It must be noted here that we don’t refer to YHVH as I Am, for were we to do so it would be necessary to say “I Am,” and in all reality, we aren’t the I Am, but YHVH is the I Am. Just so there is no confusion when communicating YHVH’s name in every day speech, the Bible uses, not the Hebrew ehyeh meaning “I Am,” but the form of the verb which means “He Is.” In this way, every time we say his name we’re glorifying him, and not inadvertently glorifying ourselves.
The name YHVH, referred to as the tetragrammaton, is the personal name of the Creator and occurs some 6800 times in the Tanakh. The exact pronunciation of this name has been lost down through the ages, and there is debate among well-meaning individuals on how to pronounce this four consonant Hebrew name. Because there are now vowels in this name, scholars can only speculate and make educated guesses about what the vowels between the consonants should be. In this author’s opinion, the most likely candidate for the tetragrammaton’s pronunciation based on all the ancient historical, linguistic and literary evidence currently available is Yehovah and not Yehowah, Yahweh, Yahuweh or Yahveh.
Now for some BREAKTHROUGH INFORMATION!—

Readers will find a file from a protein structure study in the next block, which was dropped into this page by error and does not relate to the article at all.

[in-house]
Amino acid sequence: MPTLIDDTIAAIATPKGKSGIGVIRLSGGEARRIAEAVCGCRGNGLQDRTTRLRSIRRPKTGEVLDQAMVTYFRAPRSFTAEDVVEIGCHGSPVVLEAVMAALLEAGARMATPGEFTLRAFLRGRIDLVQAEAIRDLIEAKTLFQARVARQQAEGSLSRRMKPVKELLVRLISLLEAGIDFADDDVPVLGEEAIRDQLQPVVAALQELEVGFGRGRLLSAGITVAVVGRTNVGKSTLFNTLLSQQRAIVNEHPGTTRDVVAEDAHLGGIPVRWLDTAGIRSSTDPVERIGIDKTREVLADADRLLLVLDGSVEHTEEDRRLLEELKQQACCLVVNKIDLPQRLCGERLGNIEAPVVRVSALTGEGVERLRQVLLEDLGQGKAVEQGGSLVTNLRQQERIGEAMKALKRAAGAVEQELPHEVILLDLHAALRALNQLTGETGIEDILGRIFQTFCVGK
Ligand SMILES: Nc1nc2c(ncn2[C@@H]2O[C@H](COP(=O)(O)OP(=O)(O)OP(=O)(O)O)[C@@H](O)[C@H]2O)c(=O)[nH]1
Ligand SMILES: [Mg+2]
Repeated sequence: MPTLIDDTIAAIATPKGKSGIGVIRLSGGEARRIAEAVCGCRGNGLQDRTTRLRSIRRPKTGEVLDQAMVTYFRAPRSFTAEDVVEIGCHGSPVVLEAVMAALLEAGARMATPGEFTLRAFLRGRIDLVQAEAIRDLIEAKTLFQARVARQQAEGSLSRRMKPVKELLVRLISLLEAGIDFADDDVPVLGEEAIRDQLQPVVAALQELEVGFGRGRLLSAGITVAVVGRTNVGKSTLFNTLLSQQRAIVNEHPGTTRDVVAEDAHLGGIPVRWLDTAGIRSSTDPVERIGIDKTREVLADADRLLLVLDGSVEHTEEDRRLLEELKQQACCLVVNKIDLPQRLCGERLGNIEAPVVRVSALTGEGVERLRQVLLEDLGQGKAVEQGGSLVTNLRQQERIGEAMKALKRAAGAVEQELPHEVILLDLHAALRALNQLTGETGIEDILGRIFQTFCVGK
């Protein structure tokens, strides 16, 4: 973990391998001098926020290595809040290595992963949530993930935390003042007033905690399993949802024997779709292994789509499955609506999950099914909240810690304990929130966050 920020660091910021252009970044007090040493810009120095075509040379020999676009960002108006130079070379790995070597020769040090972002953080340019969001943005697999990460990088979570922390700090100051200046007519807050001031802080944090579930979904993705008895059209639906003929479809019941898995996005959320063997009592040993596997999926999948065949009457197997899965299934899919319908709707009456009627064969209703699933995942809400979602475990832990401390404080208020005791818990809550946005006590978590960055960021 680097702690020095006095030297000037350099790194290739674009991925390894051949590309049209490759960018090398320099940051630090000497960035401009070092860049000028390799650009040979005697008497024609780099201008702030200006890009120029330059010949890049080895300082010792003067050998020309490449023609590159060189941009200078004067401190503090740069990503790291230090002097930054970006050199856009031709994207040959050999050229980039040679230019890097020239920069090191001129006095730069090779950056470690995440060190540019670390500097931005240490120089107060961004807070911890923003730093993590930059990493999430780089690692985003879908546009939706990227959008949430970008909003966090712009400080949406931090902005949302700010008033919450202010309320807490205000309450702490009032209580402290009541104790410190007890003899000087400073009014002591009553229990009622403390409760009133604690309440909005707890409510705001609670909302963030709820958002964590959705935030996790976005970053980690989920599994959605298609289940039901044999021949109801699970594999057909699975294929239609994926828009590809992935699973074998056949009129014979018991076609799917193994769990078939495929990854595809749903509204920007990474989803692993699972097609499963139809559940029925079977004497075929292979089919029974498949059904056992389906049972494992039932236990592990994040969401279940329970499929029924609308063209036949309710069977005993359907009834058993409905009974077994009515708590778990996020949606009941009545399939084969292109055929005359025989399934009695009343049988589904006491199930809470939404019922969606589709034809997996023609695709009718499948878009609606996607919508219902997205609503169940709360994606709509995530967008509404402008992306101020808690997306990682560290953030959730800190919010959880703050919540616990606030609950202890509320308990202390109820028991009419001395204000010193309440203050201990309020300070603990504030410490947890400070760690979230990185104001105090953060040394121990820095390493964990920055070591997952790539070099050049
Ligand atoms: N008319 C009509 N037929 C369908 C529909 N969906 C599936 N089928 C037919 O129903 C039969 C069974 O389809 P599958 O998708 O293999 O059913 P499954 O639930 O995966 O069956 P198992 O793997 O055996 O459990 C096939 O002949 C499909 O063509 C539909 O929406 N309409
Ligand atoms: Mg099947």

Is the Sixth Letter in the Hebrew Alphabet Pronounced Vav or Waw? How Does This Affect the Pronunciation of YHVH/YHWH?
The following article is from research by Hebrew linguistic scholar, Nehemia Gordon (https://www.nehemiaswall.com/wow-its-a-vav).
Several biblical texts prove that the letter vav/waw—the sixth letter in the Hebrew alphabet was pronounced as vav, not waw. This being the case, this has tremendous ramifications how to pronounce the personal name of Elohim—YHVH called the tetragrammaton. This information would, therefore invalidate the idea that the tetragrammaton is written YHWH as opposed to YHVH. Moreover, this information would also invalidate the several common modern pronunciations of the tetragrammaton including Yahweh, Yehowah, Y’huwah, or any other pronunciation that contains a w sound.